One of the louder worries of this protracted, somewhat bewildering baseball offseason was that legitimate free agents -- guys who have a clear place in MLB and a value for their teams -- would be left without a team. Remember that anonymous free agent back in December who claimed he'd
One of the louder worries of this protracted, somewhat bewildering baseball offseason was that legitimate free agents -- guys who have a clear place in MLB and a value for their teams -- would be left without a team. Remember that anonymous free agent back in December who claimed he'd sit out half the season if he had to in order to get the contract he felt he was worth?
Well, it does not appear this happened. Of MLB Trade Rumors' Top 50 Free Agents, only one of them did not sign with a team by the week of Opening Day. Some of those players probably signed for less than they expected, but they did eventually sign.
But that doesn't mean the merry-go-round has stopped completely. With Opening Day just days away, there are still a surprising number of free-agent quality veteran players who are still without a team. Some of these players have retired (Carlos Beltran, Mike Pelfrey, Andrew Bailey), some have hinted they might be done (R.A. Dickey, John Jaso), but many others, more than you might think, are still waiting for the phone to ring. Here's a look at the top 10 guys -- with some (dis?)honorable mentions at the end -- who are starting to push this awfully close to the season's start.
For a while it looked like the six-time All-Star would be a natural fit with either of the Florida teams, where Bautista lives in the offseason. But there still haven't been any takers for the combustible veteran, who had the worst season of his career in 2017, even worse than the ones he had before his explosion in 2010 at the age of 29.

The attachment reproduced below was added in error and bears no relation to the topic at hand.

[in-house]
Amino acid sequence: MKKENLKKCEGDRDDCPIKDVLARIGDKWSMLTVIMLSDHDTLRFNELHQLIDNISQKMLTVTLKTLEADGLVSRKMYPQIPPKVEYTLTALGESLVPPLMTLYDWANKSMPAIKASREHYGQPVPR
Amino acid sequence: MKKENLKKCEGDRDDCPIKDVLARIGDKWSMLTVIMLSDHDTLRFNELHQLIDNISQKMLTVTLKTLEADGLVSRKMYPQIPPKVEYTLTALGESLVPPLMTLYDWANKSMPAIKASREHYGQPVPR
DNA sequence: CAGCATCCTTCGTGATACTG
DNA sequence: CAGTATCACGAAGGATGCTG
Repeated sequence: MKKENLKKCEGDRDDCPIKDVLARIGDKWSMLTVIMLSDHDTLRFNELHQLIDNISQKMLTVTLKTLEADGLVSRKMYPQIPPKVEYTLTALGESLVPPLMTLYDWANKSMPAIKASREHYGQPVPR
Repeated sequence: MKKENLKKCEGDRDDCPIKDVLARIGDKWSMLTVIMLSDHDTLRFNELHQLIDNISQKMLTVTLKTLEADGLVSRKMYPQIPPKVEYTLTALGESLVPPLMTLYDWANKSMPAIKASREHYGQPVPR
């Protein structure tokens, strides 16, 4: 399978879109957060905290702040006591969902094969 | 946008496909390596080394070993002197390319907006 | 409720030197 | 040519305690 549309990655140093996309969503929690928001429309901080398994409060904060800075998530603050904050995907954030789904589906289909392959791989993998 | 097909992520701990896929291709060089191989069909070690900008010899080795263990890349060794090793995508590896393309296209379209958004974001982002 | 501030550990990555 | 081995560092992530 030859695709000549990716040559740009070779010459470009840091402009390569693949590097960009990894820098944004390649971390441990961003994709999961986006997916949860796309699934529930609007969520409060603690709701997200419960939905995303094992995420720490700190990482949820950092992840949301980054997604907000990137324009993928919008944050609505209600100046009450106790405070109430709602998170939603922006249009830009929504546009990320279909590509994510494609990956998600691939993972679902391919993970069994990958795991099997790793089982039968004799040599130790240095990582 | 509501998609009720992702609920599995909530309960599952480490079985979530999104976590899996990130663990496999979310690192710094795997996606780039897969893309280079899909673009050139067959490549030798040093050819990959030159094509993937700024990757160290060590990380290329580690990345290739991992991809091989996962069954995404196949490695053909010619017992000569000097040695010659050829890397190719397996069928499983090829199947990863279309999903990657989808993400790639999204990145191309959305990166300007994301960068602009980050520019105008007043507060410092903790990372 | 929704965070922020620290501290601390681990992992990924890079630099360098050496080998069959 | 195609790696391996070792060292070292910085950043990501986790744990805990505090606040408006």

On July 10, 2012, Cabrera won the All-Star Game MVP Award at the age of 27 and looked all the world like the type of player you built a team around. A month later, he failed a PED test, and it has all crumbled since. Still, this is a solid hitter. Cabrera hit .301 for the Blue Jays in 2014 and played well for the White Sox for two-plus seasons after before struggling for Kansas City down the stretch last year. He's only 33 years old and would have to have some utility as a switch-hitting bench bat for somebody, right?
It still seems strange that the Orioles moved Manny Machado off his primary (and desired) position for the first third of his career for Hardy -- a guy who, once his contract expired, nobody else wanted to sign. It has been more than six years since Hardy was an above-average offensive player, and now the defense has faded as well (This happens when you're 35). If the Twins didn't sniff around him after Jorge Polanco's suspension, it's difficult to find a place for him.
Holland is the one guy of that top 50 who hasn't signed, and the fact that the Cardinals -- the team everyone has been connecting him with all offseason -- still aren't even nodding in his direction does not bode well. Seeing all those other Rockies bullpenners get big contracts has to be doubly frustrating. Someone always needs a bullpen arm … but it's probably time for Holland to let go of the qualifying offer turndown fiasco and get himself on a roster.